Anti-bullying claim dismissed by FWC – but ‘unreasonable’ employer ordered to accept employees’ voluntary redundancy
The Fair Work Act defines workplace bullying to occur when ‘an individual or group of individuals repeatedly behaves unreasonably towards a worker or a group of workers at work AND the behaviour creates a risk to health and safety’.
So what is unreasonable behaviour?
According to John Boardman, iHR Australia’s Director of Workplace Relations, most definitions of workplace bullying behaviour in policies refer to either a repeated behaviour or a pattern of behaviour.
The key to what constitutes bullying behaviour, says Boardman, is the pattern of behaviour where a person might consistently or constantly act in a manner that is inappropriate. This does not necessarily mean that a person does the same thing many times but rather it forms part of a pattern of either aggressive or inappropriate behaviour that might reasonably intimidate another.
On hindsight, many cases of workplace bullying deal with what we might consider to be obvious cases of bullying behaviour. The greater difficulty for most is in dealing with or identifying what might be called low level harassment over an extended period that can be subtle such as claims of overwork or underwork and denial of access to resources.
A recent decision by the FWC demonstrates this nuance of workplace bullying.
The court had rejected bullying allegations made against an energy company’s chief executive. Instead, it ordered the employer to accept the voluntary redundancy applications made by the two employees who filed the anti-bullying claim because it deemed their employment situation to be unreasonable.
On the initial charge, Senior Deputy President Jonathan Hamberger’s dismissal of the employees’ anti-bullying application was based on the lack of evidence of bullying behavior occurring or being directed at them since the chief executive had “no (or very little) personal contact” with them.
There was “no basis on which to infer” that either the decision to refuse their voluntary redundancy application or the company’s policy of rejecting application from employees entitled to payments in excess of 52-weeks, was personally directed at them. This, along with no evidence of direct bullying by the chief executive officer was enough to dismiss the anti-bullying claims.
The employees, an auditor and a safety specialist, had both worked for the employer since the late 1980s. They alleged they were victimized and discriminated against when the employer rejected their applications for voluntary redundancy, in comparison to other employees who had received their redundancy entitlements. They argued they had been left “without a meaningful role and sufficient meaningful work” for more than two years with “literally nothing to do”, deeming this to be “repeated unreasonable behavior” that amounted to bullying.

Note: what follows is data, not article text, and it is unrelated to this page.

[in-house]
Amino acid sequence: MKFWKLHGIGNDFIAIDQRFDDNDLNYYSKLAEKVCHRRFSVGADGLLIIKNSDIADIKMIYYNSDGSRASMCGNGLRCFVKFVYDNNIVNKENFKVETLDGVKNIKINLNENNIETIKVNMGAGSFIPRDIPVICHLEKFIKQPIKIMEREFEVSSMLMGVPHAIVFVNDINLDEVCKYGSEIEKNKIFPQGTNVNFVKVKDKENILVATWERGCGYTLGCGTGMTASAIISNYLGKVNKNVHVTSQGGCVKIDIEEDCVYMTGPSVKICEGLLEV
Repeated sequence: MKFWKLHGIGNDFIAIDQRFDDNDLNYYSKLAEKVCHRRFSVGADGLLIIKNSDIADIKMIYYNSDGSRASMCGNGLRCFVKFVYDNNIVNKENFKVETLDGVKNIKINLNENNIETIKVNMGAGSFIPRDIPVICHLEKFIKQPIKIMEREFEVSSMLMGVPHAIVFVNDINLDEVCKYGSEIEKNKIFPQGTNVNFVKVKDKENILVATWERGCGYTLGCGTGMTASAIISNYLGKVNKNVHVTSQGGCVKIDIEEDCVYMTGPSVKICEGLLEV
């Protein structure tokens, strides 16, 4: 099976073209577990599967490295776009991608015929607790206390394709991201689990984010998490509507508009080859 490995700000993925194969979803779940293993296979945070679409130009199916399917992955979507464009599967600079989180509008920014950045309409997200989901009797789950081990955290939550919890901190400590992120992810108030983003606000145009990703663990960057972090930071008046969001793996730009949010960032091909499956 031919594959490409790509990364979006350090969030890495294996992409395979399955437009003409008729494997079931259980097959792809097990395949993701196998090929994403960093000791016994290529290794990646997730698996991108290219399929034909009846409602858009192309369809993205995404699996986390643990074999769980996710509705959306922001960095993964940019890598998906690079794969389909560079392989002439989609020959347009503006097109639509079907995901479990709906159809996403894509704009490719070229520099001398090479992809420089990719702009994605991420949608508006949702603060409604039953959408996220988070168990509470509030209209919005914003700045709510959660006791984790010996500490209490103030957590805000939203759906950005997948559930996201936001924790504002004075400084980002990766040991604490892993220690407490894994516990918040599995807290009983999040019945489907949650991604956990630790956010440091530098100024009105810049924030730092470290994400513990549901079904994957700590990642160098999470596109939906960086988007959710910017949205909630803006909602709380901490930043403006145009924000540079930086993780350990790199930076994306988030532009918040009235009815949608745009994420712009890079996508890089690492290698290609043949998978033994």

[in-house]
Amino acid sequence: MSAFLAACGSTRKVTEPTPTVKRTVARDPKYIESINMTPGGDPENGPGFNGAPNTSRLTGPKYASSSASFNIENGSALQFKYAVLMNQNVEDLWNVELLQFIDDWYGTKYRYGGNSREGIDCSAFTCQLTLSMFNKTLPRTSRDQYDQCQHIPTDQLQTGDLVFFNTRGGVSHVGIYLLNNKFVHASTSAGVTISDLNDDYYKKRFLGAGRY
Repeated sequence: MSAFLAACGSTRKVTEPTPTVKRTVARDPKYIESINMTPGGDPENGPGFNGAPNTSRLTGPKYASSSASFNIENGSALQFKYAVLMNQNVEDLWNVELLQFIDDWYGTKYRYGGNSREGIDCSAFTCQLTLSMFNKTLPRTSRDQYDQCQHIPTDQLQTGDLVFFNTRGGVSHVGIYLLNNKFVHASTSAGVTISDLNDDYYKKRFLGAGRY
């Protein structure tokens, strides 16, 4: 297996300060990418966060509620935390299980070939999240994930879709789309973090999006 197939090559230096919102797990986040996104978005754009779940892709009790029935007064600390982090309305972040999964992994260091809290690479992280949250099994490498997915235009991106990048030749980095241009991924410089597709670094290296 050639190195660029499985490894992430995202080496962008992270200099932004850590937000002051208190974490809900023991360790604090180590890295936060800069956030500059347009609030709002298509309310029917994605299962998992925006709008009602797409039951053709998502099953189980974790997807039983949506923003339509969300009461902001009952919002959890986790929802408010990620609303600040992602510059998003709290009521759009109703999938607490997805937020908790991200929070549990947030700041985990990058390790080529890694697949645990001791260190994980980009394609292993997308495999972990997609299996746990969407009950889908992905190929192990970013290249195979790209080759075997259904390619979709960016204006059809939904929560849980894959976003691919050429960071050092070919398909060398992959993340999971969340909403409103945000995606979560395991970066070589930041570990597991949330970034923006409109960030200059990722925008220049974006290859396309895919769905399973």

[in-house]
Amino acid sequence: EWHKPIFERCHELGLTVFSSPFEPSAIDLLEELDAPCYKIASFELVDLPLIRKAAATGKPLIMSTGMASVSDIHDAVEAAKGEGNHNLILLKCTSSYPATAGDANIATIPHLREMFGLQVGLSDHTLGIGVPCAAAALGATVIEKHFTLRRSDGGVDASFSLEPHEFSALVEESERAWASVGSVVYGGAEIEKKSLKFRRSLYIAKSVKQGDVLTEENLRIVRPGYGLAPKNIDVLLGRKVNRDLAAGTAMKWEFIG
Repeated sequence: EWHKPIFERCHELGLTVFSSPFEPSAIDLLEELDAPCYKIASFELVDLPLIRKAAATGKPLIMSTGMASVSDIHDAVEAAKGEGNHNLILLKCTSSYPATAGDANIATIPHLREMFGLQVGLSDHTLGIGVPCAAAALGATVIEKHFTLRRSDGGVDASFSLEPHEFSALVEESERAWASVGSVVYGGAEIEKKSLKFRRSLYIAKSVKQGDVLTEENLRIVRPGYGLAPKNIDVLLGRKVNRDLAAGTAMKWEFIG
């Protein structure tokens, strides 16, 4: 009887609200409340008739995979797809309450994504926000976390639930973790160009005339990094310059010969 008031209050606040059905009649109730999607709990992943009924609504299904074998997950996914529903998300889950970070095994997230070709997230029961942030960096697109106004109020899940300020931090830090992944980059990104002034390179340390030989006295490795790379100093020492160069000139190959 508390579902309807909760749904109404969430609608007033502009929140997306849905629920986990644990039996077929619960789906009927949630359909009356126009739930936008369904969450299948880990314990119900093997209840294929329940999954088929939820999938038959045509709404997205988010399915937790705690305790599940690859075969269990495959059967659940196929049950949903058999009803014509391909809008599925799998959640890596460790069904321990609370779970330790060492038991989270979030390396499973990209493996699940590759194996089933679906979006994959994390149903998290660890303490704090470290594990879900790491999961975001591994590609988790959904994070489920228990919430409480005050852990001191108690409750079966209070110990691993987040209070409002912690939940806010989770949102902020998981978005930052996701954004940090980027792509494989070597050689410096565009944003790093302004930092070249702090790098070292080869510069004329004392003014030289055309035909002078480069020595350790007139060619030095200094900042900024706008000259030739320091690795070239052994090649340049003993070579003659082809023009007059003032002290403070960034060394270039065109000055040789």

The employees pointed out that their temporary work placements over the redeployment period were a “sham”, with all options having been exhausted and that the bullying behavior was “persistent” and “repeated” since 2014 causing them stress, anxiety and “mental anguish”. They claimed it was unreasonable for the company to continue their employment since it had no meaningful work for them and no reasonable prospect of finding them work in the future.
Their employer countered that they took “reasonable management action carried out in a reasonable manner” and that it did not meet the statutory definition at s789FD of the Fair Work Act.
When both employees’ positions were made redundant they were redeployed under the company’s new structure respectively. The auditor applied for a voluntary redundancy and was rejected in July 2014. Similarly, the safety specialist also applied for voluntary redundancy but was informed in December 2015 that his application was “on hold”. If successful, they would have both been entitled to over 78-weeks’ and 93-weeks’ redundancy pay respectively.
Senior Deputy President Hamberger said that the company had not breached the terms of the enterprise agreement the employees had been engaged under. He also ruled it was not unreasonable for the company to adopt a general policy of rejecting requests for voluntary redundancy from employees entitled to payment of more than 52 weeks.
However, what undermined the reasonableness of the policy was the employer’s inability to find useful work for employees whose roles had been abolished and who opted to take a voluntary redundancy. “There will clearly come a time – when it will have cost (the company) more to keep them on its payroll than it would have had it let them take the voluntary redundancy. The senior deputy president said keeping workers on the job while they virtually do no meaningful work was objectively “irrational, absurd and ridiculous” and easily fitted the definition of ‘unreasonable’.
Hence the court’s decision to order the company to accept the employees’ application for voluntary redundancy although the anti-bullying applications were dismissed.
iHR Australia believes it is important for employers to be able to discern what constitutes bullying behavior as the case above illustrates how the failure to recognize ‘unreasonable’ behavior or action could lead employers to make costly mistakes.
To find out more about iHR Australia’s anti-discrimination and bullying training for Managers and Team Leaders training in Melbourne, Sydney, Perth, Brisbane, Adelaide, Darwin or Canberra please contact us on 1300 884 687 or make an online enquiry.